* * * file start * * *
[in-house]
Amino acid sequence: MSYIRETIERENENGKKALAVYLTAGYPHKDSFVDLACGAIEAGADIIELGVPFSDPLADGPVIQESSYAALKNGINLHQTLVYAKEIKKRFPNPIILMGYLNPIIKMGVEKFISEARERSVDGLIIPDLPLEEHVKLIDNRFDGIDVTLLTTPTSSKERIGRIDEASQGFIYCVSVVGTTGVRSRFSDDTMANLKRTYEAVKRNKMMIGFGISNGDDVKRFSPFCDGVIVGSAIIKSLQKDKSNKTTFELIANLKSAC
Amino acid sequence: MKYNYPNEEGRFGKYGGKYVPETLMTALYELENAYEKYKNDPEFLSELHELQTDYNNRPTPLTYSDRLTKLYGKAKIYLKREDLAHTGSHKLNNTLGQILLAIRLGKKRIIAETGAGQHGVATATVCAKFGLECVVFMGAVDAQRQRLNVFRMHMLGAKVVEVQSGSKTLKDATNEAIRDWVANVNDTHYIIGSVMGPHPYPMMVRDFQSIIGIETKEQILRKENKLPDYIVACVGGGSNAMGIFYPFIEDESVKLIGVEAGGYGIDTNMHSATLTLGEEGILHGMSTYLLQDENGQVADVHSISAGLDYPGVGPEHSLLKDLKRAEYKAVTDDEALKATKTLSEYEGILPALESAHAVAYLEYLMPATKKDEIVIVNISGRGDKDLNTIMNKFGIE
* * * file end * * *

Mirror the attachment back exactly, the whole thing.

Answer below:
[in-house]
Amino acid sequence: MSYIRETIERENENGKKALAVYLTAGYPHKDSFVDLACGAIEAGADIIELGVPFSDPLADGPVIQESSYAALKNGINLHQTLVYAKEIKKRFPNPIILMGYLNPIIKMGVEKFISEARERSVDGLIIPDLPLEEHVKLIDNRFDGIDVTLLTTPTSSKERIGRIDEASQGFIYCVSVVGTTGVRSRFSDDTMANLKRTYEAVKRNKMMIGFGISNGDDVKRFSPFCDGVIVGSAIIKSLQKDKSNKTTFELIANLKSAC
Amino acid sequence: MKYNYPNEEGRFGKYGGKYVPETLMTALYELENAYEKYKNDPEFLSELHELQTDYNNRPTPLTYSDRLTKLYGKAKIYLKREDLAHTGSHKLNNTLGQILLAIRLGKKRIIAETGAGQHGVATATVCAKFGLECVVFMGAVDAQRQRLNVFRMHMLGAKVVEVQSGSKTLKDATNEAIRDWVANVNDTHYIIGSVMGPHPYPMMVRDFQSIIGIETKEQILRKENKLPDYIVACVGGGSNAMGIFYPFIEDESVKLIGVEAGGYGIDTNMHSATLTLGEEGILHGMSTYLLQDENGQVADVHSISAGLDYPGVGPEHSLLKDLKRAEYKAVTDDEALKATKTLSEYEGILPALESAHAVAYLEYLMPATKKDEIVIVNISGRGDKDLNTIMNKFGIE